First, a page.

On today’s episode of the The RV Atlas podcast we are excited to have Gretchen Holcombe from Boxy Colonial On The Road back on the show to talk about part of her family’s epic summer road trip through New England! Gretchen loved her family’s stop in Burlington, Vermont and she really enjoyed using North Beach Campground as her basecamp! The campground itself was simple and rustic, but the location was FANTASTIC!
To listen to Gretchen and Jeremy talk about North Beach Campground and some things to do in Burlington, Vermont, please click on the media player above or subscribe to The RV Atlas wherever you get your podcasts!
To find out more about Burlington, Vermont and North Beach Campground click simply keep reading and check out Gretchen’s guest blog post right below!! All photos by Gretchen Holcombe!
Guest Post By Gretchen Holcombe
After a year of shorter trips close to home, our family of six was eager for a return to exploring farther afield. My in-laws 50th anniversary celebration on Cape Cod, Massachusetts gave us a great excuse to head for New England this summer, and we spent close to two months exploring Massachusetts, New Hampshire, Vermont, and then farther west in New York and Michigan. Two parents, four boys, and three dogs in a 32 foot trailer has its challenges, but overall we had an amazing trip and are already planning next summer’s itinerary.
My oldest son loves to share geography trivia, so by the time we got to Burlington, Vermont this summer the whole family knew that it’s the “smallest biggest city in America.” In other words, it’s the smallest city in the United States that also has the largest population of any city in its state. And, indeed, Burlington feels like a quirky small town with the kinds of diverse offerings and resources that you’d expect in a much bigger city: museums, tons of restaurants and shopping, a university, and a beautiful lakefront setting. It’s a great combination, and Burlington quickly shot to the top of our favorite places in New England list.
North Beach Campground
It’s not often that you get the chance to combine urban camping and beach camping, but the city-run North Beach Campground offers exactly that. The campground is right in town and directly on the bike path that will take you the mile and a half or so to the downtown waterfront area, and right across that bike path is North Beach—a lovely spot on Lake Champlain where you can swim or kayak and then enjoy ice cream or dinner at the outdoor restaurant.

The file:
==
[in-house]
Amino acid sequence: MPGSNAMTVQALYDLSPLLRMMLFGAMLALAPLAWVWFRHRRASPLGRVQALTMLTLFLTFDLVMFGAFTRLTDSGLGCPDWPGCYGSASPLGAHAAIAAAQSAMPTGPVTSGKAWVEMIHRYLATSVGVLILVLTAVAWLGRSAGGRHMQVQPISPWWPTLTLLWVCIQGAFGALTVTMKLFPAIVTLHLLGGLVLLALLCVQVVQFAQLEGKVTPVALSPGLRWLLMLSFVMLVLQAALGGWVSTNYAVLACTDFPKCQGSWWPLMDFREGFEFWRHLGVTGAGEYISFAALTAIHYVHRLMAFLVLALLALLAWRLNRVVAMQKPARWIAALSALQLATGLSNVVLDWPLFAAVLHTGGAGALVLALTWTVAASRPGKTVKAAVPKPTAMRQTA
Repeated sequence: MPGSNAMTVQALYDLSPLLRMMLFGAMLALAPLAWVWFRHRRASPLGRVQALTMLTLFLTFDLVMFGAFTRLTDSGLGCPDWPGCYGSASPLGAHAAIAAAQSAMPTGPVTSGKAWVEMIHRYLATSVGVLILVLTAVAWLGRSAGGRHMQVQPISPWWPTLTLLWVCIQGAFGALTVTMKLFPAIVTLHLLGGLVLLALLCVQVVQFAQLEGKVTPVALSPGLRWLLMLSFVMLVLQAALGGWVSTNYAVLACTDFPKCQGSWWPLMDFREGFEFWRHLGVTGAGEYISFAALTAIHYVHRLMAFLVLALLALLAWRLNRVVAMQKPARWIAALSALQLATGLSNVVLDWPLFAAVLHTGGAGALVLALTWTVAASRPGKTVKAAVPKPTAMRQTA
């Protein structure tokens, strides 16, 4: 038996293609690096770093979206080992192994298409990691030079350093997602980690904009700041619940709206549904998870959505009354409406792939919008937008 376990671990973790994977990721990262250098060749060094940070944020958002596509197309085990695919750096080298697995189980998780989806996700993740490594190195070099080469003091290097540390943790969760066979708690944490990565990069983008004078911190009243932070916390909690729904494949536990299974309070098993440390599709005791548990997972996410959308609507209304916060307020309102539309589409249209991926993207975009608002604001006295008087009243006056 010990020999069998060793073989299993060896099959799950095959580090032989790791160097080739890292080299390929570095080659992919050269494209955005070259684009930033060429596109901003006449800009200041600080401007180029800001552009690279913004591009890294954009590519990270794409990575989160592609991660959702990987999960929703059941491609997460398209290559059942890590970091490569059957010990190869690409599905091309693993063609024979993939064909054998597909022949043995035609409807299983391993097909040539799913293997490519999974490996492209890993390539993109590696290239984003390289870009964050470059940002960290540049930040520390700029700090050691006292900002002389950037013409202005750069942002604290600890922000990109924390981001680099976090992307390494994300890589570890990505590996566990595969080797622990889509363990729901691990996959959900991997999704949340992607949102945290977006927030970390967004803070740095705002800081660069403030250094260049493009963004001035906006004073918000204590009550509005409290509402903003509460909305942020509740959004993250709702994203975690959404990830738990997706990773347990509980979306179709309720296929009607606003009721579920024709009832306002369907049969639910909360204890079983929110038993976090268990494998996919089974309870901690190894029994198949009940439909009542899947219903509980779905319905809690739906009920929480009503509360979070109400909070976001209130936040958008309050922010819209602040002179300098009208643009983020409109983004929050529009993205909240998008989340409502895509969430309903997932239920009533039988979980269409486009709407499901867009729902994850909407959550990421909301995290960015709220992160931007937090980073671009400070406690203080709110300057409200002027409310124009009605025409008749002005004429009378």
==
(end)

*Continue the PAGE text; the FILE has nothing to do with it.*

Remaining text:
The campground itself is fairly rustic, with grassy sites and bathhouses that could use some updating, but the sites are a bargain at $45/night for full hookups, $41 for water/electric, and $37 for tent sites. If you have a bigger rig, the full hook up sites are your best bet; the water/electric sites are jumbled together along narrow roads in the middle of the campground and looked pretty tough to get into. We had site 6, right along the main road through the campground, and found our site spacious and easily accessible. If you want a little more privacy, the other section of full-hookup sites, numbers 113–119 are on a quieter road.
What to Do in Burlington, Vermont
Echo Leahy Center:This is a kid friendly science museum by the water (a quick bike ride or a not as quick walk along the bike path from the campground) with the usual assortment of hands on activities, an adorable play area for younger kids, and a fascinating exhibit all about the science and history of Lake Champlain.
Island Line Rail Trail: Burlington’s a great town for biking. If you didn’t bring your own bikes you can rent them downtown and then ride from there all the way to the causeway in Colchester that goes across the lake to Grand Isle.
Ethan Allen Homestead: short but engaging tour of the home of this fascinating figure from early Vermont history
Church Street Marketplace: pedestrian-friendly shopping and dining area in downtown Burlington; we especially enjoyed Phoenix Books and Lake Champlain Chocolates
Vermont Lake Monsters: They love Champy, the legendary monster in Lake Champlain, so much in Burlington that they named their collegiate league baseball team after him. We had a great time cheering them on on our last night in Burlington, and our 8-year-old was star-struck getting Champy’s autograph.
Shelburne Museum: we weren’t sure what to expect from the Shelburne Museum (about 20 minutes from Burlington), and it turns out that’s because you can expect a little bit of everything. The sprawling compound of historic buildings includes collections of everything from impressionist art to miniature circus figures to old printing presses. Make sure to ride the carousel and to tour the Ticonderoga steamboat (and watch the fascinating video about how they moved it from Lake Champlain to the museum grounds). There was so much to see here that we came back for a second day (admission is good for two consecutive days).
Shelburne Farms: a lot of the regular programming here was canceled this summer because of Covid, but we were still able to meet the farm animals, hike on the beautiful grounds, and buy some delicious cheese at the farm market.
Where To Eat in Burlington, Vermont
Vermont Pub & Brewery: “Vermont’s Original Craft Brewpub” has a great downtown location and is the perfect spot to grab a beer after a bike ride.
Splash at the Boathouse: tons of outside seating right on the lake and all the seafood dishes you’d expect.
Creemees: if ice cream instead of beer is your post-bike-ride treat of choice, you can pick up some soft serve at this stand right on the bike path next to the lake.
Thanks to Gretchen for being our guest on The RV Atlas podcast once again!
See You at the Campground!